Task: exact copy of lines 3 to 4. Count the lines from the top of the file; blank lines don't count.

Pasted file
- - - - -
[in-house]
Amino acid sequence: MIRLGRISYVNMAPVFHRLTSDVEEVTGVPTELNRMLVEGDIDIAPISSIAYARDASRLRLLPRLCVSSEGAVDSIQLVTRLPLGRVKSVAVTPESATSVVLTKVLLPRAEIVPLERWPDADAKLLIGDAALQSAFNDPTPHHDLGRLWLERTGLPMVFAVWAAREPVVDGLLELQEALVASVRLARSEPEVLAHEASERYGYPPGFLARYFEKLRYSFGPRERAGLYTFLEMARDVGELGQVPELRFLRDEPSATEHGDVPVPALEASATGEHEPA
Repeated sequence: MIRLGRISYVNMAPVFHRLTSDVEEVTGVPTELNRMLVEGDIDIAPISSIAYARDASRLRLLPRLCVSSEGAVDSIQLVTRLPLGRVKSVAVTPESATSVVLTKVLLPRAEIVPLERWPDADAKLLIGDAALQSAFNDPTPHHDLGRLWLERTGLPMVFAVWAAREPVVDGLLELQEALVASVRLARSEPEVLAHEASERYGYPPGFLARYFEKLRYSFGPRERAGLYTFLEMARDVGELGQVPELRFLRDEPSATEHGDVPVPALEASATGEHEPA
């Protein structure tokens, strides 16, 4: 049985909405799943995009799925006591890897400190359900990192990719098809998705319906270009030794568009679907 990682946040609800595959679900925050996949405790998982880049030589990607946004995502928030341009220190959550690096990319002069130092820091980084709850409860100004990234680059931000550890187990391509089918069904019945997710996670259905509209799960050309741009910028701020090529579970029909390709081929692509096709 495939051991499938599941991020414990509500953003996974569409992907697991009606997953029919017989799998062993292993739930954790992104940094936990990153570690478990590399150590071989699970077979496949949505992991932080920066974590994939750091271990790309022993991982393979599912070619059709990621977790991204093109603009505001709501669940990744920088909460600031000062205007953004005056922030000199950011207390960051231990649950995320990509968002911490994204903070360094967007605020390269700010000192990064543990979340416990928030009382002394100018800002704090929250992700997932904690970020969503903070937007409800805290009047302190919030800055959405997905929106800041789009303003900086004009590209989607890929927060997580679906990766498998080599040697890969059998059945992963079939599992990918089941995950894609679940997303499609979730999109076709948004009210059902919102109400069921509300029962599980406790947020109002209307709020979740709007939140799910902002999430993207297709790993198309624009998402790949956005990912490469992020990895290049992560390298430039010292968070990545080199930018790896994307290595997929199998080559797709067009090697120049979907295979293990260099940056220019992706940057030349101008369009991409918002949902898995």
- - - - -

Repeated sequence: MIRLGRISYVNMAPVFHRLTSDVEEVTGVPTELNRMLVEGDIDIAPISSIAYARDASRLRLLPRLCVSSEGAVDSIQLVTRLPLGRVKSVAVTPESATSVVLTKVLLPRAEIVPLERWPDADAKLLIGDAALQSAFNDPTPHHDLGRLWLERTGLPMVFAVWAAREPVVDGLLELQEALVASVRLARSEPEVLAHEASERYGYPPGFLARYFEKLRYSFGPRERAGLYTFLEMARDVGELGQVPELRFLRDEPSATEHGDVPVPALEASATGEHEPA
């Protein structure tokens, strides 16, 4: 049985909405799943995009799925006591890897400190359900990192990719098809998705319906270009030794568009679907 990682946040609800595959679900925050996949405790998982880049030589990607946004995502928030341009220190959550690096990319002069130092820091980084709850409860100004990234680059931000550890187990391509089918069904019945997710996670259905509209799960050309741009910028701020090529579970029909390709081929692509096709 495939051991499938599941991020414990509500953003996974569409992907697991009606997953029919017989799998062993292993739930954790992104940094936990990153570690478990590399150590071989699970077979496949949505992991932080920066974590994939750091271990790309022993991982393979599912070619059709990621977790991204093109603009505001709501669940990744920088909460600031000062205007953004005056922030000199950011207390960051231990649950995320990509968002911490994204903070360094967007605020390269700010000192990064543990979340416990928030009382002394100018800002704090929250992700997932904690970020969503903070937007409800805290009047302190919030800055959405997905929106800041789009303003900086004009590209989607890929927060997580679906990766498998080599040697890969059998059945992963079939599992990918089941995950894609679940997303499609979730999109076709948004009210059902919102109400069921509300029962599980406790947020109002209307709020979740709007939140799910902002999430993207297709790993198309624009998402790949956005990912490469992020990895290049992560390298430039010292968070990545080199930018790896994307290595997929199998080559797709067009090697120049979907295979293990260099940056220019992706940057030349101008369009991409918002949902898995």